LOS ANGELES (CBSLA.com) — For the first time in six years, Pit 91 is back in business at the La Brea Tar Pits.

The site features a glass wall that lets visitors watch scientists as they pull specimens out of the tar.

The pit has a rich history at the museum, where it first opened to the public in the 1960s.

“Close to a million specimens were collected from this very pit, and the number of species that were excavated from this pit doubled the roster of species known from the tar pits from about 300 to about 600,” said Luis Chiappe, vice president of research and collections at the Natural Museum of History in Los Angeles.

Pit 91 was shut down in 2008, when the museum decided to focus its limited staff on a new collection site that turned up during digging for a parking garage at the neighboring la County Museum of Art.

Now, with more staff in place, pit 91 can reopen.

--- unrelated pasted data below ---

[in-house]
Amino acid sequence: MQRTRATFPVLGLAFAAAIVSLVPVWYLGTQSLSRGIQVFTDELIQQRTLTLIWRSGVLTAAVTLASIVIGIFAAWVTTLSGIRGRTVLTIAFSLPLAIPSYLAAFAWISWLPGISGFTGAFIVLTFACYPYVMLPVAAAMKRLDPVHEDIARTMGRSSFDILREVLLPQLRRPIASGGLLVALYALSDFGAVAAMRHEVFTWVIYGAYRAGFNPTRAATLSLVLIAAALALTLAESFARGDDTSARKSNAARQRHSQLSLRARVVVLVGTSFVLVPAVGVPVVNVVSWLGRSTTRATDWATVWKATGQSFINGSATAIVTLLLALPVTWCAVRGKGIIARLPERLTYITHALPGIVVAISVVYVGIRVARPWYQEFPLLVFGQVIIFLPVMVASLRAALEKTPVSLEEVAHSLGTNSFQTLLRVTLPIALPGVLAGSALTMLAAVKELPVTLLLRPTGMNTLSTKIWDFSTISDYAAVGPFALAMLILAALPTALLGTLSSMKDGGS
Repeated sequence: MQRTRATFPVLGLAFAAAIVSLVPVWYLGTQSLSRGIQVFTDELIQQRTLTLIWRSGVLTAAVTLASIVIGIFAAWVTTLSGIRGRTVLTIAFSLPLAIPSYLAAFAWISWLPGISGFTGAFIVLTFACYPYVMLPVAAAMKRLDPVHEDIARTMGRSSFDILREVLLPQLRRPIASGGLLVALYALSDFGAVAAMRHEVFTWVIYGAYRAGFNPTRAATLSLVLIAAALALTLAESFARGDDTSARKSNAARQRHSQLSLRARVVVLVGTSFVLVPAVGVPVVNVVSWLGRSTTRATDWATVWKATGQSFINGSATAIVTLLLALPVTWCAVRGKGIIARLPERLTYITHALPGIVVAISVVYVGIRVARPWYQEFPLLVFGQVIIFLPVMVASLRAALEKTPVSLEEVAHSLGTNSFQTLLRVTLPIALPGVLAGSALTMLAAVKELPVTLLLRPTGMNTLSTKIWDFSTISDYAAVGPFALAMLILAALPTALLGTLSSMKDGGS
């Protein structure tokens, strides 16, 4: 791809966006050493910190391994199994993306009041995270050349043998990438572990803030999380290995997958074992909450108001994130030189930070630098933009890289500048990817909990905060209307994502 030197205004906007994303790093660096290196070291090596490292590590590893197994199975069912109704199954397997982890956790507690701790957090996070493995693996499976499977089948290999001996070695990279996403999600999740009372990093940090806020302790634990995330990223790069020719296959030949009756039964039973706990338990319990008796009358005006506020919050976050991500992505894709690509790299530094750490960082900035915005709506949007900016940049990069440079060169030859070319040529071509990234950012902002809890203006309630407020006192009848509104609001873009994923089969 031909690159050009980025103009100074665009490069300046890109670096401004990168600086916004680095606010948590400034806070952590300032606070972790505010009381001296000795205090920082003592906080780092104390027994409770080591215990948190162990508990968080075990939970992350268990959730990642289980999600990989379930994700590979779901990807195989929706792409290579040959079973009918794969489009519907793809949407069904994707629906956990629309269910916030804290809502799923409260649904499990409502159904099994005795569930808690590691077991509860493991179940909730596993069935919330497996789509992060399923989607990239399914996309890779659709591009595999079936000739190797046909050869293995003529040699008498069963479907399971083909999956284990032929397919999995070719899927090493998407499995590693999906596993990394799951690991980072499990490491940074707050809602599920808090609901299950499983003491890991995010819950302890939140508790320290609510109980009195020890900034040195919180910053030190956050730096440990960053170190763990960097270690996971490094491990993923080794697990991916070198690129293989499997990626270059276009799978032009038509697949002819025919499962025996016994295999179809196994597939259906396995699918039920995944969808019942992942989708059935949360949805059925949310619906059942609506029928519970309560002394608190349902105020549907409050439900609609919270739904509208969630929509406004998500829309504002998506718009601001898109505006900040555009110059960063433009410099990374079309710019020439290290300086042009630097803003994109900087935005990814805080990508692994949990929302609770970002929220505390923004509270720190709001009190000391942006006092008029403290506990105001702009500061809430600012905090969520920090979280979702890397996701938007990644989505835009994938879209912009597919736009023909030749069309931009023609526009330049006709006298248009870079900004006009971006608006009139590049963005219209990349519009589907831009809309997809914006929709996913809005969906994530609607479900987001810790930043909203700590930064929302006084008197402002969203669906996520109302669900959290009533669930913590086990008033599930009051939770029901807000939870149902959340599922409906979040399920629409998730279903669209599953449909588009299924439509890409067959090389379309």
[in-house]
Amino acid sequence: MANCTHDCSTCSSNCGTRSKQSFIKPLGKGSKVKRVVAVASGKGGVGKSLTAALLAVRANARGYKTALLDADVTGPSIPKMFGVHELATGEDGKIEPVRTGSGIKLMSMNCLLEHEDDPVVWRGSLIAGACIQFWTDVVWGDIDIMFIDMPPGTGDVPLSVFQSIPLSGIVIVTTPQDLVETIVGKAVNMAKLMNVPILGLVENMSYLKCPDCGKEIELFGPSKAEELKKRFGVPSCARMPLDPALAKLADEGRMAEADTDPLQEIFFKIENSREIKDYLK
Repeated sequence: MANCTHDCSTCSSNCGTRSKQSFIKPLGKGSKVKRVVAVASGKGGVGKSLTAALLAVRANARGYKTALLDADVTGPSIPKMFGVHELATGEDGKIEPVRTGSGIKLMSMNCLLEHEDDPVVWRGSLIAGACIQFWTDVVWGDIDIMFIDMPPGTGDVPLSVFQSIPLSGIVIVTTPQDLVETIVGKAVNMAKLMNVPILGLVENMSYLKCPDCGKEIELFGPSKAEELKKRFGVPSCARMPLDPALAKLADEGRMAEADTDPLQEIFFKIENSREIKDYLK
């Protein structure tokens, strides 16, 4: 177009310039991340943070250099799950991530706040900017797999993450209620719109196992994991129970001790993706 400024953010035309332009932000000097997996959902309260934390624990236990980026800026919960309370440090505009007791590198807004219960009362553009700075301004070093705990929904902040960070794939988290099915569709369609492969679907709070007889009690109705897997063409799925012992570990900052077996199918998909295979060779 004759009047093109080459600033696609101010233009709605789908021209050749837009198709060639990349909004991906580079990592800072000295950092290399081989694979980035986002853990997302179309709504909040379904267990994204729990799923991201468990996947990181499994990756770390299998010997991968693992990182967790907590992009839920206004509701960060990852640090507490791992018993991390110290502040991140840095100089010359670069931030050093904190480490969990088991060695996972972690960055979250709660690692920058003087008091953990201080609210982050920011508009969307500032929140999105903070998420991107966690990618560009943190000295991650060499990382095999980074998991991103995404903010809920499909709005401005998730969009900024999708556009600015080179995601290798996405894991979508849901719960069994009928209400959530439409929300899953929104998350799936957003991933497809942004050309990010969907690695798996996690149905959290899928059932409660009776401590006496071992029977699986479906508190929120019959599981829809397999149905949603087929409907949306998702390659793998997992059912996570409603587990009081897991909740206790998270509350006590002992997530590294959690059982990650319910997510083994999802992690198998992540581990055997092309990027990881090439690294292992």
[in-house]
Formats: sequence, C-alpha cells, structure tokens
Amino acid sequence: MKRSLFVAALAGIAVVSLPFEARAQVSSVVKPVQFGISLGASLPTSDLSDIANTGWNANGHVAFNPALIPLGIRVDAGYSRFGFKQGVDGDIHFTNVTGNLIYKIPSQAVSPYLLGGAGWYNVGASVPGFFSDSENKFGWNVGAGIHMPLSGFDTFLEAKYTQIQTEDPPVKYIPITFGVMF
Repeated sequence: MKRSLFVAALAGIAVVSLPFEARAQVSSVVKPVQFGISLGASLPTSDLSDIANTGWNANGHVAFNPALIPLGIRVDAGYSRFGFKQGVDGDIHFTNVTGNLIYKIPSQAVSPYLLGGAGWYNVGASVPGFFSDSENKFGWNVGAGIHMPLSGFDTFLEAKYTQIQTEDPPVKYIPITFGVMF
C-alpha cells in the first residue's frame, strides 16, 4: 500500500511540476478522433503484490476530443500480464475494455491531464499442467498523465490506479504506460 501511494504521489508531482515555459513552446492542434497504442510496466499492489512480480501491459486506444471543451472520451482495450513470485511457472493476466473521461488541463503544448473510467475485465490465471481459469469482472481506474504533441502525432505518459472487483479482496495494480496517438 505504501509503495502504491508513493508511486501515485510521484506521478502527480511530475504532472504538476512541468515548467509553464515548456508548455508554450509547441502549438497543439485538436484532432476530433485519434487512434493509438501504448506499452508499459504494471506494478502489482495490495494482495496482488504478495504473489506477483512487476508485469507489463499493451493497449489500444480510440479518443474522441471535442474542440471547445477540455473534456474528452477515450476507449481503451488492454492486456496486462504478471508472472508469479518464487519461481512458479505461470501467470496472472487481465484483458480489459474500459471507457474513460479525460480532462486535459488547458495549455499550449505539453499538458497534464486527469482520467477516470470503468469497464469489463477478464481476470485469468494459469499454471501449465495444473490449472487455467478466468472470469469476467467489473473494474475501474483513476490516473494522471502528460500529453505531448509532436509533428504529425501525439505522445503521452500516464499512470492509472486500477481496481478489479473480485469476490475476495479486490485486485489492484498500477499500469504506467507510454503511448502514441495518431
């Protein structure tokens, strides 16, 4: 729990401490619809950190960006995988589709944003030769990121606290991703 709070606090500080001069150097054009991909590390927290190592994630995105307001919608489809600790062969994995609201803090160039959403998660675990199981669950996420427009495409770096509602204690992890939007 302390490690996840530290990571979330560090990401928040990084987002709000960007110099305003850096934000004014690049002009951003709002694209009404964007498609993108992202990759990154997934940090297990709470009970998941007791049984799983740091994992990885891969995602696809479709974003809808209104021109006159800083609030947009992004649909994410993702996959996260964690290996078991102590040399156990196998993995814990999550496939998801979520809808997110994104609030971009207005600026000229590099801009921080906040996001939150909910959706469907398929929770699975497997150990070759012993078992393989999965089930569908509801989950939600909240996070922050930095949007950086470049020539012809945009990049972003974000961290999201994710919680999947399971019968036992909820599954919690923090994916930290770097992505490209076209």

And the work at the pit has also expanded beyond just recovering large bones of wooly mammoths and saber-toothed tigers.

Scientists are also now examining the sediment around those bones to study tiny microfossils.

“In our early digs, they were just digging up nice, big bones, but with the excavation of Pit 91, we actually just opened a whole new window into understanding the environment right here at the tar pits,” said Shelley Cox, laboratory manager at the Page Museum.

And by reviving Pit 91, they’ve also opened a new window into understanding the real workings of paleontology.


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